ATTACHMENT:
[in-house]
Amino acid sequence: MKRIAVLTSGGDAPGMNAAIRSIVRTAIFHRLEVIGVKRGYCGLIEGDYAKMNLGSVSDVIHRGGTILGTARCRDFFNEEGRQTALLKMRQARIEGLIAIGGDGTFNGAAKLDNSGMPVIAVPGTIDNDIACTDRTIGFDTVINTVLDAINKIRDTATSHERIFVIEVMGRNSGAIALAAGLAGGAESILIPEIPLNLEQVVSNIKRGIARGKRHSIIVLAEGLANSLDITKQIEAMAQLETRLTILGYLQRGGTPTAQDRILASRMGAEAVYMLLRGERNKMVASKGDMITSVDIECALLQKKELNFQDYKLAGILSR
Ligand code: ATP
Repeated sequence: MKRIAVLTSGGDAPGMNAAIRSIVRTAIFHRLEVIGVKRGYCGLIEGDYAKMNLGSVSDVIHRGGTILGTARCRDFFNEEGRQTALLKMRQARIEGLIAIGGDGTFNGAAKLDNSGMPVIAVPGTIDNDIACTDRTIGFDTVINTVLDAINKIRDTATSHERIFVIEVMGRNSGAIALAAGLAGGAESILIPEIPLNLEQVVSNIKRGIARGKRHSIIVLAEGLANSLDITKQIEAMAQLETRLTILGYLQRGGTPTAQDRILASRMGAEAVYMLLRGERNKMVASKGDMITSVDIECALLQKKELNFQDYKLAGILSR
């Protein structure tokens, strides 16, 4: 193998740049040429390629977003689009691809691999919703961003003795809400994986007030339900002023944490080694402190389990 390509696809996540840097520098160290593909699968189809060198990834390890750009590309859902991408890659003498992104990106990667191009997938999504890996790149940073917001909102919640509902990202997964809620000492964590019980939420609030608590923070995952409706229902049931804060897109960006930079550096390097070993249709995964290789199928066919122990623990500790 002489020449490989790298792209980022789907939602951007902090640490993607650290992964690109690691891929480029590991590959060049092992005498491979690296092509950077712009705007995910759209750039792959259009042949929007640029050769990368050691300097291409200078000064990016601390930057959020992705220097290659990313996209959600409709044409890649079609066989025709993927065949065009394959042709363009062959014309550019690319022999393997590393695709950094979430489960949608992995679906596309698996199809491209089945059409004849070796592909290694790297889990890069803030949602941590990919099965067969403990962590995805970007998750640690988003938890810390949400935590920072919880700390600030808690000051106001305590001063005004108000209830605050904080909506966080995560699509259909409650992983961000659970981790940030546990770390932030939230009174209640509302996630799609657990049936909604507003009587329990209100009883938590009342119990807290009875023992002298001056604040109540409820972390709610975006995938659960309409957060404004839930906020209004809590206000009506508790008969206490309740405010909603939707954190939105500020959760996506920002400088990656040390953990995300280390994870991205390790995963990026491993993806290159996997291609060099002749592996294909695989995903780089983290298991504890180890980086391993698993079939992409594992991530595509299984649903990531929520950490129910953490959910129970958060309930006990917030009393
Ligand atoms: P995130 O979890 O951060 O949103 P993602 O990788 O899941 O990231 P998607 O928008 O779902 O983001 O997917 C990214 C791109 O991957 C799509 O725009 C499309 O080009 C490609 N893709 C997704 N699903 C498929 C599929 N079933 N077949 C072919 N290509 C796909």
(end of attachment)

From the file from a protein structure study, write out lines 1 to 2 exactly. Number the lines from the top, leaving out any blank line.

[in-house]
Amino acid sequence: MKRIAVLTSGGDAPGMNAAIRSIVRTAIFHRLEVIGVKRGYCGLIEGDYAKMNLGSVSDVIHRGGTILGTARCRDFFNEEGRQTALLKMRQARIEGLIAIGGDGTFNGAAKLDNSGMPVIAVPGTIDNDIACTDRTIGFDTVINTVLDAINKIRDTATSHERIFVIEVMGRNSGAIALAAGLAGGAESILIPEIPLNLEQVVSNIKRGIARGKRHSIIVLAEGLANSLDITKQIEAMAQLETRLTILGYLQRGGTPTAQDRILASRMGAEAVYMLLRGERNKMVASKGDMITSVDIECALLQKKELNFQDYKLAGILSR